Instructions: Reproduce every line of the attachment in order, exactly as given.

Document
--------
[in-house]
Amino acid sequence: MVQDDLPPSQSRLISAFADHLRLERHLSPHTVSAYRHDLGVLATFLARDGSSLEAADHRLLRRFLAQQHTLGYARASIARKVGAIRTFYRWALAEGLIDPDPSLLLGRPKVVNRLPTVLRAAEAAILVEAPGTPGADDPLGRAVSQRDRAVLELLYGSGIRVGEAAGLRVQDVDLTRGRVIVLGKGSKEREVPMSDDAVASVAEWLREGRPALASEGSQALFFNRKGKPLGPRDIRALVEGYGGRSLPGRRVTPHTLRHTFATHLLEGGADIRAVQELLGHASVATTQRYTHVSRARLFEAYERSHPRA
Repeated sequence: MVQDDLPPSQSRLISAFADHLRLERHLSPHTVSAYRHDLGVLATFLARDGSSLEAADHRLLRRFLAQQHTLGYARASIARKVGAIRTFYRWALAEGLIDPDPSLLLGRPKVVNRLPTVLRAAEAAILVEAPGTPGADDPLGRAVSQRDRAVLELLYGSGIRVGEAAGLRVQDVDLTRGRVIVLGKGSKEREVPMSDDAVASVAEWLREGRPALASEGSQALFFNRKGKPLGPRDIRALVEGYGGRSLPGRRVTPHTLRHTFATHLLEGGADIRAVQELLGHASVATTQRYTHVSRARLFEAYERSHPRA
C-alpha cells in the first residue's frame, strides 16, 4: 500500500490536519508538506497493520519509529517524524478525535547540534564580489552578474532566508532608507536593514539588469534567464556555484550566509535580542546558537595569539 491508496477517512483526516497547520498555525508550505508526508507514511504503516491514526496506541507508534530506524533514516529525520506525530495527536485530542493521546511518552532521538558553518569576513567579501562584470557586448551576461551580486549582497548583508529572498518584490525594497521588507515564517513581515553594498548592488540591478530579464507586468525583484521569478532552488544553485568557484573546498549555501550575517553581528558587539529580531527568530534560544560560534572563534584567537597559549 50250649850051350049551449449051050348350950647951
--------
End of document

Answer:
[in-house]
Amino acid sequence: MVQDDLPPSQSRLISAFADHLRLERHLSPHTVSAYRHDLGVLATFLARDGSSLEAADHRLLRRFLAQQHTLGYARASIARKVGAIRTFYRWALAEGLIDPDPSLLLGRPKVVNRLPTVLRAAEAAILVEAPGTPGADDPLGRAVSQRDRAVLELLYGSGIRVGEAAGLRVQDVDLTRGRVIVLGKGSKEREVPMSDDAVASVAEWLREGRPALASEGSQALFFNRKGKPLGPRDIRALVEGYGGRSLPGRRVTPHTLRHTFATHLLEGGADIRAVQELLGHASVATTQRYTHVSRARLFEAYERSHPRA
Repeated sequence: MVQDDLPPSQSRLISAFADHLRLERHLSPHTVSAYRHDLGVLATFLARDGSSLEAADHRLLRRFLAQQHTLGYARASIARKVGAIRTFYRWALAEGLIDPDPSLLLGRPKVVNRLPTVLRAAEAAILVEAPGTPGADDPLGRAVSQRDRAVLELLYGSGIRVGEAAGLRVQDVDLTRGRVIVLGKGSKEREVPMSDDAVASVAEWLREGRPALASEGSQALFFNRKGKPLGPRDIRALVEGYGGRSLPGRRVTPHTLRHTFATHLLEGGADIRAVQELLGHASVATTQRYTHVSRARLFEAYERSHPRA
C-alpha cells in the first residue's frame, strides 16, 4: 500500500490536519508538506497493520519509529517524524478525535547540534564580489552578474532566508532608507536593514539588469534567464556555484550566509535580542546558537595569539 491508496477517512483526516497547520498555525508550505508526508507514511504503516491514526496506541507508534530506524533514516529525520506525530495527536485530542493521546511518552532521538558553518569576513567579501562584470557586448551576461551580486549582497548583508529572498518584490525594497521588507515564517513581515553594498548592488540591478530579464507586468525583484521569478532552488544553485568557484573546498549555501550575517553581528558587539529580531527568530534560544560560534572563534584567537597559549 50250649850051350049551449449051050348350950647951